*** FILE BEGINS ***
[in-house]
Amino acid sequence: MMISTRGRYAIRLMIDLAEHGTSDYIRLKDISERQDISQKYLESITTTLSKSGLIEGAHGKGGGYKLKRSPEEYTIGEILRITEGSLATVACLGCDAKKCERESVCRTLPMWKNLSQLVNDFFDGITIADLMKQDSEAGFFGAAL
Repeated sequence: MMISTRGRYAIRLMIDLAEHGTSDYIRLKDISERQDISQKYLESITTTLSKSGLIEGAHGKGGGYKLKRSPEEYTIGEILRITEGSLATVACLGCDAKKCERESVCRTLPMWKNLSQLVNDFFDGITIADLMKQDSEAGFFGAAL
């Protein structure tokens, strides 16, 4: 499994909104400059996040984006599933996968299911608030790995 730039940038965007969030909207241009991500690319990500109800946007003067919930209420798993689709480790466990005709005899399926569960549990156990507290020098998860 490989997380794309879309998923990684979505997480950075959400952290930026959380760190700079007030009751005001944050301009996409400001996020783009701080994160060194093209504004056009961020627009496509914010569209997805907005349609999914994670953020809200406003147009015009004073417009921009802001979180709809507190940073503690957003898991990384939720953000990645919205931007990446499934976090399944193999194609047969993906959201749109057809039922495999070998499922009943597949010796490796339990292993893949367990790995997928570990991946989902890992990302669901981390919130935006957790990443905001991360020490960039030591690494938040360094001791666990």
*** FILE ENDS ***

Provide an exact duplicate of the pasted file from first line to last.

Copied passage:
[in-house]
Amino acid sequence: MMISTRGRYAIRLMIDLAEHGTSDYIRLKDISERQDISQKYLESITTTLSKSGLIEGAHGKGGGYKLKRSPEEYTIGEILRITEGSLATVACLGCDAKKCERESVCRTLPMWKNLSQLVNDFFDGITIADLMKQDSEAGFFGAAL
Repeated sequence: MMISTRGRYAIRLMIDLAEHGTSDYIRLKDISERQDISQKYLESITTTLSKSGLIEGAHGKGGGYKLKRSPEEYTIGEILRITEGSLATVACLGCDAKKCERESVCRTLPMWKNLSQLVNDFFDGITIADLMKQDSEAGFFGAAL
């Protein structure tokens, strides 16, 4: 499994909104400059996040984006599933996968299911608030790995 730039940038965007969030909207241009991500690319990500109800946007003067919930209420798993689709480790466990005709005899399926569960549990156990507290020098998860 490989997380794309879309998923990684979505997480950075959400952290930026959380760190700079007030009751005001944050301009996409400001996020783009701080994160060194093209504004056009961020627009496509914010569209997805907005349609999914994670953020809200406003147009015009004073417009921009802001979180709809507190940073503690957003898991990384939720953000990645919205931007990446499934976090399944193999194609047969993906959201749109057809039922495999070998499922009943597949010796490796339990292993893949367990790995997928570990991946989902890992990302669901981390919130935006957790990443905001991360020490960039030591690494938040360094001791666990």